Last month, tiny Lincoln City slayed the Goliath of Burnley Football Club, and in doing so became the first non league side in modern times to make the quarter finals of the FA Cup. Cue scenes of utter delirium - and never mind the fact that they were themselves unceremoniously dumped out of the Cup by Arsenal yesterday.
How did they upset all the odds to beat a team 80 places above them in the Football League? “We broke the game into six 15-minute periods,” said their manager, Danny Cowley. His idea was that by coming up with specific strategies for each slice of the match, they could control the game far better than if the players had just gone out with a general but inflexible idea of what they wanted to achieve.
The same is true with speeches. As a minimum, every speech should evolve through a beginning, a middle and an end, so the audience feels guided along a rhetorical path.
But why stop with just three sections?
Aristotle – one of the fathers of rhetoric – wrote that an argument had four parts: the introduction, the central claim, the evidence and the conclusion.
Predating Danny Cowley by a good 2,000 years, Roman writers then expanded Aristotle’s four parts into six: the introduction, the statement of the case, a preview of the argument’s major points, the evidence, the refutation of counter-arguments, and the conclusion.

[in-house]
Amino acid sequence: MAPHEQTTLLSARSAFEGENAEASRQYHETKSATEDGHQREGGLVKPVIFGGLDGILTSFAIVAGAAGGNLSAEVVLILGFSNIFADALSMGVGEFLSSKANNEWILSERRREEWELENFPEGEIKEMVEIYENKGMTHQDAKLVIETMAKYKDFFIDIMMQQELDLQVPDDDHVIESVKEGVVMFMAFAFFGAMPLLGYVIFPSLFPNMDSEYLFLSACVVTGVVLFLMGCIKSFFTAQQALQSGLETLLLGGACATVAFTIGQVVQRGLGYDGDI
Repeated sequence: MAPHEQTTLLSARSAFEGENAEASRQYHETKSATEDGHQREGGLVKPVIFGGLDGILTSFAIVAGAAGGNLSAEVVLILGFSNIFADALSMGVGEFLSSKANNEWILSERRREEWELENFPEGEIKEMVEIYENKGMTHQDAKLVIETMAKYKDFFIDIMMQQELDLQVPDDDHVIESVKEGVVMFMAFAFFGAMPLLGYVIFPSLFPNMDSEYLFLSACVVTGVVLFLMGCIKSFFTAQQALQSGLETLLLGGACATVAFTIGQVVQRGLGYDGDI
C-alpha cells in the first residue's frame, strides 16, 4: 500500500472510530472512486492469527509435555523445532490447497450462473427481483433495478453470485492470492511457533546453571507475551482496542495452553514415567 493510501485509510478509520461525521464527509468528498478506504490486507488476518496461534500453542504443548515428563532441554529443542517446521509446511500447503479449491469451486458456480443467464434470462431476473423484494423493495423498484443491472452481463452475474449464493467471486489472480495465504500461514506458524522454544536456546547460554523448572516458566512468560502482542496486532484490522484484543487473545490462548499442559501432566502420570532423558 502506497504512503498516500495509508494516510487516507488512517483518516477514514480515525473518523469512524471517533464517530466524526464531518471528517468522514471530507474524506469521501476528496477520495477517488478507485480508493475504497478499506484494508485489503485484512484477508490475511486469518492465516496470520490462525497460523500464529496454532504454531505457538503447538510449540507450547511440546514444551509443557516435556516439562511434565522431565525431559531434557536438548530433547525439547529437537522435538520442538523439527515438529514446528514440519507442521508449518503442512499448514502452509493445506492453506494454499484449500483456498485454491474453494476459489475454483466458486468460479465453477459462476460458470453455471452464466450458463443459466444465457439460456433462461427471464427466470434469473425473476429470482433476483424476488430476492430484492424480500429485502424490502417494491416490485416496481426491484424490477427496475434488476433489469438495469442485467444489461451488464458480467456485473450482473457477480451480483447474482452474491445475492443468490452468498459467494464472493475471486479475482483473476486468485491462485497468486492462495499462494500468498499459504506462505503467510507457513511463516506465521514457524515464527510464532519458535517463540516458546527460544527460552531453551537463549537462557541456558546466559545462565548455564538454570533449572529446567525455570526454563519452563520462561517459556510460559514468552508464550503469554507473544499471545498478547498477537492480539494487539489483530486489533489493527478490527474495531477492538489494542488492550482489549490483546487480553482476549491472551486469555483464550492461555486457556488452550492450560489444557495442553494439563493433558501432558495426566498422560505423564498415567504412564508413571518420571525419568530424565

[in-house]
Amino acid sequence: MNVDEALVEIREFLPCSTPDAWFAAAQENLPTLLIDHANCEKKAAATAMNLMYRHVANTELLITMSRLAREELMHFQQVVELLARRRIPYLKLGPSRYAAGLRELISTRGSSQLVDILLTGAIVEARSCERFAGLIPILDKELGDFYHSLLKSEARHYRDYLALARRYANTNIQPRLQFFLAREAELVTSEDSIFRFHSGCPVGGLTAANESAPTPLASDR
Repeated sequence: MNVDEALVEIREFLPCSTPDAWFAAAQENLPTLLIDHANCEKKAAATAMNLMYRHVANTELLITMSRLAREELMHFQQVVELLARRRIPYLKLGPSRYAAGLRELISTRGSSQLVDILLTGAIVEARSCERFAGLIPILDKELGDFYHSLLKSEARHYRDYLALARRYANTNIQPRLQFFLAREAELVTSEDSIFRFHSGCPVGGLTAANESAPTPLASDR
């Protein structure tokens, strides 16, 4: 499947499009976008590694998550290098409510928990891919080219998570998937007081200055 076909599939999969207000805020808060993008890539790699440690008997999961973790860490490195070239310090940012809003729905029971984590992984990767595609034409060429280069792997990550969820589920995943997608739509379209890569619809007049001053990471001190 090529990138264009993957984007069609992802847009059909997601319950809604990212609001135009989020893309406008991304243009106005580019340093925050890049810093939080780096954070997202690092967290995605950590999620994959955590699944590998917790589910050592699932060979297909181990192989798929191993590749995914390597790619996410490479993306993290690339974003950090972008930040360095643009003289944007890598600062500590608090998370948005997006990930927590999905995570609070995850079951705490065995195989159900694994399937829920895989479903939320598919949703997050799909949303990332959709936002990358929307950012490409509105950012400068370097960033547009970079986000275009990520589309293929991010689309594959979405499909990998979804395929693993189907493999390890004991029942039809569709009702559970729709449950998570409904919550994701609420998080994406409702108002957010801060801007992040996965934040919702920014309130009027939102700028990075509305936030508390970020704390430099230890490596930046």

It’s not a rigid rule. so you can mix the sections around if you want. But the idea is that a speech is at its strongest when it comes at the argument from a variety of angles rather than just battering the audience with fact after fact after fact.
Let’s say you want to persuade employers to let staff stay in bed until noon every day.
One way to do that would be to treat the speech as a conveyor belt for a series of points that support your argument: it’ll reduce sickness; it’ll make staff feel valued; it’ll increase sales of pillowcases, eye masks and alarm clocks. So on and so on. Thank you and goodnight.
But a better way would be to introduce the topic, tell the audience you view, back them up with those three points, point to relevant evidence (for example, what happened when our competitors tried the same thing), pick holes in the opposing arguments ("some say that this is nothing but laziness…but staff are knackered in the mornings anyway, so productivity will probably improve"), and then close with a rousing call-to-arms to Britain’s duvet-hoggers.
It’s rare for people to say that their latest speech was inspired by the manager of Lincoln City FC. But just occasionally, it’s justified. As Sir Alex Ferguson almost said: “speechwriting, eh? Bloody hell.”